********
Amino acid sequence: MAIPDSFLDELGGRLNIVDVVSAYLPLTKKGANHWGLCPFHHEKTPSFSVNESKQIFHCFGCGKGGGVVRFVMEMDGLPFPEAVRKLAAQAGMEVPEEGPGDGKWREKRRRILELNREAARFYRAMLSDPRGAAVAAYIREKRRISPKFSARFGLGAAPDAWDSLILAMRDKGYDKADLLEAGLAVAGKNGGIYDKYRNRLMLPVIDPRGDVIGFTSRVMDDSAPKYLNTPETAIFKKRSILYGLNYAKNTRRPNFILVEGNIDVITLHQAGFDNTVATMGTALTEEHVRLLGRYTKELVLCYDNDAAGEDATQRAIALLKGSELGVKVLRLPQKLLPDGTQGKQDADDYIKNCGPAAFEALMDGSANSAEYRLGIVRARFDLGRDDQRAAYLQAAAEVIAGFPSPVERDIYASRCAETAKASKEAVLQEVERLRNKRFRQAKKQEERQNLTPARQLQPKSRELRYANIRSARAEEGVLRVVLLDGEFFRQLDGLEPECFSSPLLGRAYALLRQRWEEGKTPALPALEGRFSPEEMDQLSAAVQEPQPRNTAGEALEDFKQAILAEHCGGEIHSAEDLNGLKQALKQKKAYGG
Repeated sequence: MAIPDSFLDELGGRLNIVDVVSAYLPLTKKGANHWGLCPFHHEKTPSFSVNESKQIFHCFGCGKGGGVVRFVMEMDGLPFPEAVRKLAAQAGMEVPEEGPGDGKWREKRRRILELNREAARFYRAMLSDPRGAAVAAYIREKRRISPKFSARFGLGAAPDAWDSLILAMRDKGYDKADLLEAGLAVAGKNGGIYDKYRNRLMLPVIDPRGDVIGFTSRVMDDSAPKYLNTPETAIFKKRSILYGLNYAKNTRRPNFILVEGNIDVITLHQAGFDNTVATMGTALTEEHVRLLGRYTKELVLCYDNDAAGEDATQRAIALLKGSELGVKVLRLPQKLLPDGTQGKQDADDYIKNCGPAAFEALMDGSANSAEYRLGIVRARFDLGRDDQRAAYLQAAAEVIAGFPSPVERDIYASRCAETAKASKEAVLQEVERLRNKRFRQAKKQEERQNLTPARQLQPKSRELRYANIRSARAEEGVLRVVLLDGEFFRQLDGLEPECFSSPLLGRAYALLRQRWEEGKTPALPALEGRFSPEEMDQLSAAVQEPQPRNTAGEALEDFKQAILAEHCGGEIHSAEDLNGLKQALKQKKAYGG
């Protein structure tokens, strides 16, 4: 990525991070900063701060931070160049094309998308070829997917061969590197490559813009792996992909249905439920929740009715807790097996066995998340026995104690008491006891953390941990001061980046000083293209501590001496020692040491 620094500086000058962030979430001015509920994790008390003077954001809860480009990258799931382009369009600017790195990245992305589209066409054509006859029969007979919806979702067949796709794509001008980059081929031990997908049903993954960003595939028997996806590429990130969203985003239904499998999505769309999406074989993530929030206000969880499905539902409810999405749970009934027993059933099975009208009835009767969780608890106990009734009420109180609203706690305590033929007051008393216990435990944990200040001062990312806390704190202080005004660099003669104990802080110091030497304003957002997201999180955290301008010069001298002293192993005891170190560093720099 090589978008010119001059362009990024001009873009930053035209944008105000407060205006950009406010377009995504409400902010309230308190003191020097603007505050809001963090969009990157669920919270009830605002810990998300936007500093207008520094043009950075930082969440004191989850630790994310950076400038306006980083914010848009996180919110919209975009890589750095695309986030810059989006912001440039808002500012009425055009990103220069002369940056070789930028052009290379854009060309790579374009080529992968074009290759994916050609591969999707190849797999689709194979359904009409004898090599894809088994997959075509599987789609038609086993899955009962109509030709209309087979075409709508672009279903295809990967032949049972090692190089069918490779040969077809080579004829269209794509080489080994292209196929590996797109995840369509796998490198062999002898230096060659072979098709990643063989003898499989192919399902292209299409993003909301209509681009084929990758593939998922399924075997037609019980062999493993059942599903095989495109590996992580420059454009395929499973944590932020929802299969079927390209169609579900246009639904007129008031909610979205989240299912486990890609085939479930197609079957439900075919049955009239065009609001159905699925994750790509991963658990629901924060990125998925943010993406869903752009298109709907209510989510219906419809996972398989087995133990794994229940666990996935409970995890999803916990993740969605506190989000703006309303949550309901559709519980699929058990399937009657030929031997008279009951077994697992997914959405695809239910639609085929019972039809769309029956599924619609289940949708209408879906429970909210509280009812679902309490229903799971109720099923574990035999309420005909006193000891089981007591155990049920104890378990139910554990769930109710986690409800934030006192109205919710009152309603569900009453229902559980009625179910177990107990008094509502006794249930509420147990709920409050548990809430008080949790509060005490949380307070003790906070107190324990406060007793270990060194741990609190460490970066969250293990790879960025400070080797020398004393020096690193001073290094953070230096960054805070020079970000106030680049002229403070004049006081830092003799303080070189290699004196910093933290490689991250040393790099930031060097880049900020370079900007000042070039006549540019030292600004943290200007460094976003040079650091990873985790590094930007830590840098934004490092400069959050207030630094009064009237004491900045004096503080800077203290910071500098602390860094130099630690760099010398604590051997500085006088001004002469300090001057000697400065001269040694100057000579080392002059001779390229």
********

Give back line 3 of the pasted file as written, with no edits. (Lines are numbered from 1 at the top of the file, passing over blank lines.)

């Protein structure tokens, strides 16, 4: 990525991070900063701060931070160049094309998308070829997917061969590197490559813009792996992909249905439920929740009715807790097996066995998340026995104690008491006891953390941990001061980046000083293209501590001496020692040491 620094500086000058962030979430001015509920994790008390003077954001809860480009990258799931382009369009600017790195990245992305589209066409054509006859029969007979919806979702067949796709794509001008980059081929031990997908049903993954960003595939028997996806590429990130969203985003239904499998999505769309999406074989993530929030206000969880499905539902409810999405749970009934027993059933099975009208009835009767969780608890106990009734009420109180609203706690305590033929007051008393216990435990944990200040001062990312806390704190202080005004660099003669104990802080110091030497304003957002997201999180955290301008010069001298002293192993005891170190560093720099 090589978008010119001059362009990024001009873009930053035209944008105000407060205006950009406010377009995504409400902010309230308190003191020097603007505050809001963090969009990157669920919270009830605002810990998300936007500093207008520094043009950075930082969440004191989850630790994310950076400038306006980083914010848009996180919110919209975009890589750095695309986030810059989006912001440039808002500012009425055009990103220069002369940056070789930028052009290379854009060309790579374009080529992968074009290759994916050609591969999707190849797999689709194979359904009409004898090599894809088994997959075509599987789609038609086993899955009962109509030709209309087979075409709508672009279903295809990967032949049972090692190089069918490779040969077809080579004829269209794509080489080994292209196929590996797109995840369509796998490198062999002898230096060659072979098709990643063989003898499989192919399902292209299409993003909301209509681009084929990758593939998922399924075997037609019980062999493993059942599903095989495109590996992580420059454009395929499973944590932020929802299969079927390209169609579900246009639904007129008031909610979205989240299912486990890609085939479930197609079957439900075919049955009239065009609001159905699925994750790509991963658990629901924060990125998925943010993406869903752009298109709907209510989510219906419809996972398989087995133990794994229940666990996935409970995890999803916990993740969605506190989000703006309303949550309901559709519980699929058990399937009657030929031997008279009951077994697992997914959405695809239910639609085929019972039809769309029956599924619609289940949708209408879906429970909210509280009812679902309490229903799971109720099923574990035999309420005909006193000891089981007591155990049920104890378990139910554990769930109710986690409800934030006192109205919710009152309603569900009453229902559980009625179910177990107990008094509502006794249930509420147990709920409050548990809430008080949790509060005490949380307070003790906070107190324990406060007793270990060194741990609190460490970066969250293990790879960025400070080797020398004393020096690193001073290094953070230096960054805070020079970000106030680049002229403070004049006081830092003799303080070189290699004196910093933290490689991250040393790099930031060097880049900020370079900007000042070039006549540019030292600004943290200007460094976003040079650091990873985790590094930007830590840098934004490092400069959050207030630094009064009237004491900045004096503080800077203290910071500098602390860094130099630690760099010398604590051997500085006088001004002469300090001057000697400065001269040694100057000579080392002059001779390229």